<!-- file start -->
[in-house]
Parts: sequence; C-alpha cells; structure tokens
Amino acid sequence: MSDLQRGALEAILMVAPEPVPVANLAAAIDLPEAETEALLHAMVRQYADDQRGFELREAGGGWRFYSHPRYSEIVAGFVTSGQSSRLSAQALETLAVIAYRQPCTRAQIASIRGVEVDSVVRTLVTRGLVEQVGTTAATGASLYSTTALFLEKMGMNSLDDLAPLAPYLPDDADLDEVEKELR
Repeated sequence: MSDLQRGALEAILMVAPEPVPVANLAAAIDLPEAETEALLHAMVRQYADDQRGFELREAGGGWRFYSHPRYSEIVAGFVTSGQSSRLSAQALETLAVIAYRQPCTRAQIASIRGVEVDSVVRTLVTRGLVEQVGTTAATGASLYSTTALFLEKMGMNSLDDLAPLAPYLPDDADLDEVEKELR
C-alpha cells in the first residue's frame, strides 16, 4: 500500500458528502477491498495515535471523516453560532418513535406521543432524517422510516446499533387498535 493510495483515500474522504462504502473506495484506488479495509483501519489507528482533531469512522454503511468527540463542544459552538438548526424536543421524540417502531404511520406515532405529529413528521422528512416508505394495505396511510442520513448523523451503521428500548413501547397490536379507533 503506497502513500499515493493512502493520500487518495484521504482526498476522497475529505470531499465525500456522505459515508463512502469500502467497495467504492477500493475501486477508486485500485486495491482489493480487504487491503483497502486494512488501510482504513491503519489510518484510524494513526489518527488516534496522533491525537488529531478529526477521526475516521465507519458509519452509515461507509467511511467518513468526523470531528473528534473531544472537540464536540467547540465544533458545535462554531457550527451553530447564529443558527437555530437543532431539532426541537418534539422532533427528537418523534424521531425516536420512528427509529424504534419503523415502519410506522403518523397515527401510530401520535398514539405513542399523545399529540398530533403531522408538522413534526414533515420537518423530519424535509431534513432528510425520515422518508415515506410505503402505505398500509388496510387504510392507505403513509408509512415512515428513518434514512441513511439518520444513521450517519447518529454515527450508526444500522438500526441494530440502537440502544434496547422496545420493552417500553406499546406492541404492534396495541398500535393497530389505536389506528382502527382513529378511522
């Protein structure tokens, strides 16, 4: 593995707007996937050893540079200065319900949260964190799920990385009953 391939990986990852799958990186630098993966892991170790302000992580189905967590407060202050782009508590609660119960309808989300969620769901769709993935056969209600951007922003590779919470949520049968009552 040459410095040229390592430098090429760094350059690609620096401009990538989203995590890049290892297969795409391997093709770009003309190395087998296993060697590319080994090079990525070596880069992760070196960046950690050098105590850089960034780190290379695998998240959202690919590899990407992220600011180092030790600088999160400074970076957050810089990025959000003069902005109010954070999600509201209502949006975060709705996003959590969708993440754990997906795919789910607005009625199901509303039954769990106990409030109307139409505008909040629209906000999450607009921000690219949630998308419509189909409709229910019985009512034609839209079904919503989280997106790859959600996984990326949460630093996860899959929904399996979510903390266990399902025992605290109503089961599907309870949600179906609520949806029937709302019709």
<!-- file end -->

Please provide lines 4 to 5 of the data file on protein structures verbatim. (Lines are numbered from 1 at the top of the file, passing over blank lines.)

Repeated sequence: MSDLQRGALEAILMVAPEPVPVANLAAAIDLPEAETEALLHAMVRQYADDQRGFELREAGGGWRFYSHPRYSEIVAGFVTSGQSSRLSAQALETLAVIAYRQPCTRAQIASIRGVEVDSVVRTLVTRGLVEQVGTTAATGASLYSTTALFLEKMGMNSLDDLAPLAPYLPDDADLDEVEKELR
C-alpha cells in the first residue's frame, strides 16, 4: 500500500458528502477491498495515535471523516453560532418513535406521543432524517422510516446499533387498535 493510495483515500474522504462504502473506495484506488479495509483501519489507528482533531469512522454503511468527540463542544459552538438548526424536543421524540417502531404511520406515532405529529413528521422528512416508505394495505396511510442520513448523523451503521428500548413501547397490536379507533 503506497502513500499515493493512502493520500487518495484521504482526498476522497475529505470531499465525500456522505459515508463512502469500502467497495467504492477500493475501486477508486485500485486495491482489493480487504487491503483497502486494512488501510482504513491503519489510518484510524494513526489518527488516534496522533491525537488529531478529526477521526475516521465507519458509519452509515461507509467511511467518513468526523470531528473528534473531544472537540464536540467547540465544533458545535462554531457550527451553530447564529443558527437555530437543532431539532426541537418534539422532533427528537418523534424521531425516536420512528427509529424504534419503523415502519410506522403518523397515527401510530401520535398514539405513542399523545399529540398530533403531522408538522413534526414533515420537518423530519424535509431534513432528510425520515422518508415515506410505503402505505398500509388496510387504510392507505403513509408509512415512515428513518434514512441513511439518520444513521450517519447518529454515527450508526444500522438500526441494530440502537440502544434496547422496545420493552417500553406499546406492541404492534396495541398500535393497530389505536389506528382502527382513529378511522